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Mystery flu hits Southwest.

A virus carried by field mice and other rodents may prove responsible for the deadly flu-like illness that has erupted mostly in Arizona and New Mexico, according to public health officials.

The ailment, which is known as acute respiratory distress syndrome, has killed 11 people and made nine others, severely ill. The symptoms appear remarkably like those of the flu. Victims spike a fever, start coughing, and develop muscle aches and inflamed, reddened eyes. Most, although not all, of the victims lived on or near the Navajo reservation located in the Four Corners area of Arizona. New Mexico, Utah, and Colorado.

The illness primarily has hit apparently healthy people in their 20s and 30s, says epidemiologist Stuart Castle of the New Mexico State Health Department in Santa Fe. Patients have trouble breathing, and some have died of suffocation within hours of getting ill, he adds.

U.S. Department of Health and Human Services Secretary Donna E. Shalala has sent federal investigators to help state and local epidemiologists nab the culprit in this deadly cluster of cases. Preliminary evidence suggests that the illness is caused by airborne spread of dried urine or fecal matter from rodents infected with some type of virus, possibly a Hantavirus. Health officials have urged people living on or near the reservation to avoid rodent nests.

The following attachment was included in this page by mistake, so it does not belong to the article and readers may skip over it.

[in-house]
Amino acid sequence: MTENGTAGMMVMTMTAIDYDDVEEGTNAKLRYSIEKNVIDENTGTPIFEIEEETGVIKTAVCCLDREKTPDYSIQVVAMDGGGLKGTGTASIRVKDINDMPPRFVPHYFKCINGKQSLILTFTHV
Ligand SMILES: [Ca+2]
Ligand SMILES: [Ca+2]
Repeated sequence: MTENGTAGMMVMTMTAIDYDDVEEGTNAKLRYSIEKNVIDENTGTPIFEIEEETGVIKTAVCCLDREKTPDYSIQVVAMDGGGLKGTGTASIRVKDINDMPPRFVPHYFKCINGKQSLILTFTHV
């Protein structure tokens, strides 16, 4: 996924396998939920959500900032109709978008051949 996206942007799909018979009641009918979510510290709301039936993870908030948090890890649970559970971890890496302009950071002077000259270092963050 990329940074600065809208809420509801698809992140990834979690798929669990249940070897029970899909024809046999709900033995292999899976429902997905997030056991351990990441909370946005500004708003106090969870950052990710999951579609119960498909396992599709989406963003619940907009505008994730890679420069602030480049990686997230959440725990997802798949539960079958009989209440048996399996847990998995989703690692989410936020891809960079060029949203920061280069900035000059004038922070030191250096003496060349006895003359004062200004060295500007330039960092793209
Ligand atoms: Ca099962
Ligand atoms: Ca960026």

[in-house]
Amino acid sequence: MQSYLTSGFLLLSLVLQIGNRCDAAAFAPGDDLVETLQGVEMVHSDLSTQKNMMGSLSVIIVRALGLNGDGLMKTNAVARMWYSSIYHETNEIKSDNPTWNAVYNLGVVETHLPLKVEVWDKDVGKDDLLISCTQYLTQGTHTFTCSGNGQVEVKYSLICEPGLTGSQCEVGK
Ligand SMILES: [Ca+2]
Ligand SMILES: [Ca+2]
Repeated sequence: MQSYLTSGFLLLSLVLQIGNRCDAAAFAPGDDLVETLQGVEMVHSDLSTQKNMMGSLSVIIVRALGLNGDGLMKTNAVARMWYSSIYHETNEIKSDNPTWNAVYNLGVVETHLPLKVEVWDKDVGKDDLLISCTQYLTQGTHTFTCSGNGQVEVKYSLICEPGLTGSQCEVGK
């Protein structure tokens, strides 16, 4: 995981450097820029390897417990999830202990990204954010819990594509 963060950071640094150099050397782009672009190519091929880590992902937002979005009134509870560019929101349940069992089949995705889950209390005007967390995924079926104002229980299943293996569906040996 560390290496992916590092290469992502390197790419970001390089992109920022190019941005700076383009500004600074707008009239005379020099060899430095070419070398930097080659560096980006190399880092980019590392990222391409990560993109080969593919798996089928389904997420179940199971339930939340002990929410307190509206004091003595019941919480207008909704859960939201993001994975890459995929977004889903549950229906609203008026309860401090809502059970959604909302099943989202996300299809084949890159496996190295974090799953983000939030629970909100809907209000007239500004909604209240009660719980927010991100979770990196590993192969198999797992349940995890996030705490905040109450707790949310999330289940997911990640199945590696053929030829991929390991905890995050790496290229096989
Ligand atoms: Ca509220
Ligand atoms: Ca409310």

The disease does not appear to be transmitted by contact with infected people, Castle adds. No health workers have become infected. Furthermore, the investigators turned up only one instance in which several members of the same family got sick.
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Title Annotation:acute respiratory distress syndrome that killed 11 people in Arizona and New Mexico linked to rodents infected with virus
Publication:Science News
Article Type:Brief Article
Date:Jun 12, 1993
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